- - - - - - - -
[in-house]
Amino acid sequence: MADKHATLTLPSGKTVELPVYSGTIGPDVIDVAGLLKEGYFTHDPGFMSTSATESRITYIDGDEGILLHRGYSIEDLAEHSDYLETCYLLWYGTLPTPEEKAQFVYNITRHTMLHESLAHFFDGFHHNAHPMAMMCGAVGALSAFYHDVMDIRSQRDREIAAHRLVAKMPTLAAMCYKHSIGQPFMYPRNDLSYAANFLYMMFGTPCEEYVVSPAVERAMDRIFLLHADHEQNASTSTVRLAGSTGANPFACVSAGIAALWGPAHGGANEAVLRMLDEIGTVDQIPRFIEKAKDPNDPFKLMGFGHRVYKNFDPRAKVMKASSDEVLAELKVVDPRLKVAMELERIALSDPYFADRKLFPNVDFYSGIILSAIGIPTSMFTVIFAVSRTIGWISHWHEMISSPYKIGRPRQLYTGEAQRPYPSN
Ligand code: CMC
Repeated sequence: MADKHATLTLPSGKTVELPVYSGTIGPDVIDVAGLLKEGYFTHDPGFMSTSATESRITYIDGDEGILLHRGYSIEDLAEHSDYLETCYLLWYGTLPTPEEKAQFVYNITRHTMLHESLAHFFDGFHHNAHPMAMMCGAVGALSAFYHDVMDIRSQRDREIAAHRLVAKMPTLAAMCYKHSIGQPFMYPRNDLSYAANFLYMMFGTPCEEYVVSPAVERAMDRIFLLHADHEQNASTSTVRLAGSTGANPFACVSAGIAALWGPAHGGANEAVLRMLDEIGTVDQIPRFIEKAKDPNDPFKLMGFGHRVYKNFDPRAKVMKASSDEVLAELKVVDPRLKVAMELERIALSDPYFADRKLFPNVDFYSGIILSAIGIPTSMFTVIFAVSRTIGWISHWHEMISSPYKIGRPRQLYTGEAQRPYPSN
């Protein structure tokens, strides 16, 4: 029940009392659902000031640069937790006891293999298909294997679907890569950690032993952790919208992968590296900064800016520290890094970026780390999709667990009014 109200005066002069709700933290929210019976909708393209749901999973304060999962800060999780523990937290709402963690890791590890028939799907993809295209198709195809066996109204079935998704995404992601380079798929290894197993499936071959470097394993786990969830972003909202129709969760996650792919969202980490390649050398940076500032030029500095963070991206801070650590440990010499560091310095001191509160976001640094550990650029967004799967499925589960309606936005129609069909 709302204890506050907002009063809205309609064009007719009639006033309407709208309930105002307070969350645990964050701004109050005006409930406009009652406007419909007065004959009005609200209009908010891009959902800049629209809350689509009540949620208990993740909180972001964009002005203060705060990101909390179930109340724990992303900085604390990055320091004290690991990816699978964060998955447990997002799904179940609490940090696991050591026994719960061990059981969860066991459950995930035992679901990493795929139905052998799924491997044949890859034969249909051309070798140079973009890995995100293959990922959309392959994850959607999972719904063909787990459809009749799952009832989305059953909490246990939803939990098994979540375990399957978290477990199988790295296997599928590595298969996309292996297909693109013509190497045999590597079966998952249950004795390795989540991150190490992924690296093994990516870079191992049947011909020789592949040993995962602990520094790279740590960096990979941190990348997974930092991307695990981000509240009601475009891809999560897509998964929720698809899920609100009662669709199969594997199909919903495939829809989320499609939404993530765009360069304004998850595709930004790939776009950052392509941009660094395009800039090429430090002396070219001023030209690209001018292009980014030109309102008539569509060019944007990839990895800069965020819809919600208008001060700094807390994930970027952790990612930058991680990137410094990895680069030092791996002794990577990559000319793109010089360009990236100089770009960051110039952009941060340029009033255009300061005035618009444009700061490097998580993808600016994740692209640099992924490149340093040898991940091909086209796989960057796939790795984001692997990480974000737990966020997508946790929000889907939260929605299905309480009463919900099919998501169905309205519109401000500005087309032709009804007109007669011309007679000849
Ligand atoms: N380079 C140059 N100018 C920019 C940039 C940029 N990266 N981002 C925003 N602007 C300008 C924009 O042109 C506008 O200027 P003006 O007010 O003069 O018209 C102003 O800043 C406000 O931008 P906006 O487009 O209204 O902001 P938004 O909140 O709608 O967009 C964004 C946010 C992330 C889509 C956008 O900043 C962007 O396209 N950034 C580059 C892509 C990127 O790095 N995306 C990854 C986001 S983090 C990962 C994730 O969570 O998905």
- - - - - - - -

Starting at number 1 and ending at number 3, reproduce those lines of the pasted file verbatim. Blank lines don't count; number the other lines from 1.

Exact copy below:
[in-house]
Amino acid sequence: MADKHATLTLPSGKTVELPVYSGTIGPDVIDVAGLLKEGYFTHDPGFMSTSATESRITYIDGDEGILLHRGYSIEDLAEHSDYLETCYLLWYGTLPTPEEKAQFVYNITRHTMLHESLAHFFDGFHHNAHPMAMMCGAVGALSAFYHDVMDIRSQRDREIAAHRLVAKMPTLAAMCYKHSIGQPFMYPRNDLSYAANFLYMMFGTPCEEYVVSPAVERAMDRIFLLHADHEQNASTSTVRLAGSTGANPFACVSAGIAALWGPAHGGANEAVLRMLDEIGTVDQIPRFIEKAKDPNDPFKLMGFGHRVYKNFDPRAKVMKASSDEVLAELKVVDPRLKVAMELERIALSDPYFADRKLFPNVDFYSGIILSAIGIPTSMFTVIFAVSRTIGWISHWHEMISSPYKIGRPRQLYTGEAQRPYPSN
Ligand code: CMC